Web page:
Tiny superhero capes for kids battling a disease, disability

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WARSON WOODS, MO (KTVI)- A small business owner in St. Louis is using superhero capes to make a big difference for kids battling disease or disability.  It's a combination of altruism and entrepreneurship.   And this cape crusader's reach is growing beyond the Gateway City to countries all over the world.

Little Liam Fields is very excited and nothing can ease his suspense, not coloring or even his mom reading his favorite book. He is waiting for a very special delivery.

"This is where the magic happens'

Meet Robyn Rosenberger, a small business owner making a big difference, one cape at a time.

“Every cape comes in a keepsake box with a welcome package,” explained Rosenberger. “So we really want the kids to know that this cape is actually a symbol that they’re part of a squad.  We call it the Tiny Super Heroes Squad.

Tiny Super Heroes is Robyn’s baby and it’s been no small feat.  The mother of two started it as a side venture four years ago while working as a software engineer when she wanted to help kids with diseases and disabilities.

"The fact that we can make something that brings families this tangible source of courage and hope is priceless. “It’s been by far the most challenging thing I’ve ever done but also the most rewarding."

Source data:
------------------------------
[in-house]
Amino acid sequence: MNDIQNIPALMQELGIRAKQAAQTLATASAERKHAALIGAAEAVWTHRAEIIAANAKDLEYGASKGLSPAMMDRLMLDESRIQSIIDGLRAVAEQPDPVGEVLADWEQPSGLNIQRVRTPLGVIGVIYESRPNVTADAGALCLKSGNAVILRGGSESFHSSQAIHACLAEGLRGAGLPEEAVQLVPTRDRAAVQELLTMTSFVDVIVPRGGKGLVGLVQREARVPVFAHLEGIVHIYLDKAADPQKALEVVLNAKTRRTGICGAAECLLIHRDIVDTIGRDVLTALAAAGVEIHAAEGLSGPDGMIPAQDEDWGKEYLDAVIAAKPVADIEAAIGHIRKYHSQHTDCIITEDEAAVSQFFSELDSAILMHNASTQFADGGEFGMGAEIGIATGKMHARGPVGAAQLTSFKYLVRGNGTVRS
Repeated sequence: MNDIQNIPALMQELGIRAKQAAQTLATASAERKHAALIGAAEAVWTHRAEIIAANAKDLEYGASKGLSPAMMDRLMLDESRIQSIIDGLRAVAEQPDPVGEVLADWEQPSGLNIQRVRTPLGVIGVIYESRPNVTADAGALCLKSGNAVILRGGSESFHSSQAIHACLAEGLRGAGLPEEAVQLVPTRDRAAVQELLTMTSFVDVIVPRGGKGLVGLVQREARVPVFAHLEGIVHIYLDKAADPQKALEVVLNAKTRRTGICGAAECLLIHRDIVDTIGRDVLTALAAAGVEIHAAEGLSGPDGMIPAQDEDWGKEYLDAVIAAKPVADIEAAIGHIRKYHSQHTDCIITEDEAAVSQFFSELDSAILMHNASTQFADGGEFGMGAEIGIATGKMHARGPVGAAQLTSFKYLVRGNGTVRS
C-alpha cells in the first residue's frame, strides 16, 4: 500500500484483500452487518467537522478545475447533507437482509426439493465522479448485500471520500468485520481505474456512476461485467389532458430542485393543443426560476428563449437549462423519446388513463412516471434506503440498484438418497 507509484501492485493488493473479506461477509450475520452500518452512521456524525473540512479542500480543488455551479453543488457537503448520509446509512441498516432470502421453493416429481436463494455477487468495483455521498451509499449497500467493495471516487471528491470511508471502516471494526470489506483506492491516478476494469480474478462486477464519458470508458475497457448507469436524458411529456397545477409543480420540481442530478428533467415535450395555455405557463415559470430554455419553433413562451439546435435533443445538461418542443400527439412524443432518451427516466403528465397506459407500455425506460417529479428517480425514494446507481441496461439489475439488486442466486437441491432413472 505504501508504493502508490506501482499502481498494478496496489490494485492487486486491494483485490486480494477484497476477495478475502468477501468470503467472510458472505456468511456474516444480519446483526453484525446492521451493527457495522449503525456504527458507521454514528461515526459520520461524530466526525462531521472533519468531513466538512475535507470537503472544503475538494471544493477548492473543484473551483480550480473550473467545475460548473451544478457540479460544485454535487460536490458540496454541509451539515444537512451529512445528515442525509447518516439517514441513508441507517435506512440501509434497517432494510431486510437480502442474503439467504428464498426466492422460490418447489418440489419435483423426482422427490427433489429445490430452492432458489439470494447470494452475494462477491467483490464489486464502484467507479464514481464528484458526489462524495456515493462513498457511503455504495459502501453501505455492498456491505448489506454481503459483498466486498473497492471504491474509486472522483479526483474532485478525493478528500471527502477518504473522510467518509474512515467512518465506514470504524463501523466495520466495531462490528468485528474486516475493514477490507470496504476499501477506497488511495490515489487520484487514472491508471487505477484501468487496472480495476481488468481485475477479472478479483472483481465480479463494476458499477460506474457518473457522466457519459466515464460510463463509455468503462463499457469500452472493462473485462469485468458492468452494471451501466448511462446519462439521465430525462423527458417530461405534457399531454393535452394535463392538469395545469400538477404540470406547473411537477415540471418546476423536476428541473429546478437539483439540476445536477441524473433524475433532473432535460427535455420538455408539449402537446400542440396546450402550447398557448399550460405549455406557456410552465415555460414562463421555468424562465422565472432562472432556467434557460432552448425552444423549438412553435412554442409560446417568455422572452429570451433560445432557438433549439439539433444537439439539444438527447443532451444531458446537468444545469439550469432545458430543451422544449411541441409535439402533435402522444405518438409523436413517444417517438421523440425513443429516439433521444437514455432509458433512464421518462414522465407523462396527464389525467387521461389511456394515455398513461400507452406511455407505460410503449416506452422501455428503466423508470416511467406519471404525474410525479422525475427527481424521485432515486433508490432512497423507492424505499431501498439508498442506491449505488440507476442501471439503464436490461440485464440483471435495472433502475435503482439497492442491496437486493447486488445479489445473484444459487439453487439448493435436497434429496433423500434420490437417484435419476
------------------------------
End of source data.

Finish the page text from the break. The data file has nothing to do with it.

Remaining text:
Rosenberger’s venture went up, up and away when she was featured on NBC’s Today Show.

"We had 400 orders that day.  And I remember it was like a month later and we were going to be on another big station and I was like, I either need to quit my job because I was sewing until one in the morning.  I need to quit my job and make this work or I need to quit sending capes."

She took a leap of faith and made the capes her crusade.  She applied for a grant from Arch Grants and got it.  Now 50 capes a week are flying out of her tiny office in Warson Woods, MO to kids in 16 different countries.

"We’re in a 400 square foot office which is an upgrade from my basement and um...we’re doing well. So I always think about it we’re just gonna go one cape at a time.”

When the capes are done, Robyn sends this hug in a box to its new super hero.

"It just kind of brightens their day and gives them something else to think about besides therapy or going to the doctor," says Liam's mother, Rebecca Fields.

Robyn found out long ago that a seamstress can’t cure the disabilities that affect her special heroes.  But she does know that what comes in this box will bring just a little bit of hope.

Fields says, "Someone taking the time out of their day to make something special for a little person is pretty great"

Each cape costs about $30 to $35 dollars.  To become a part of the community or buy or donate a cape to a kid that needs one go to https://www.tinysuperheroes.com/.


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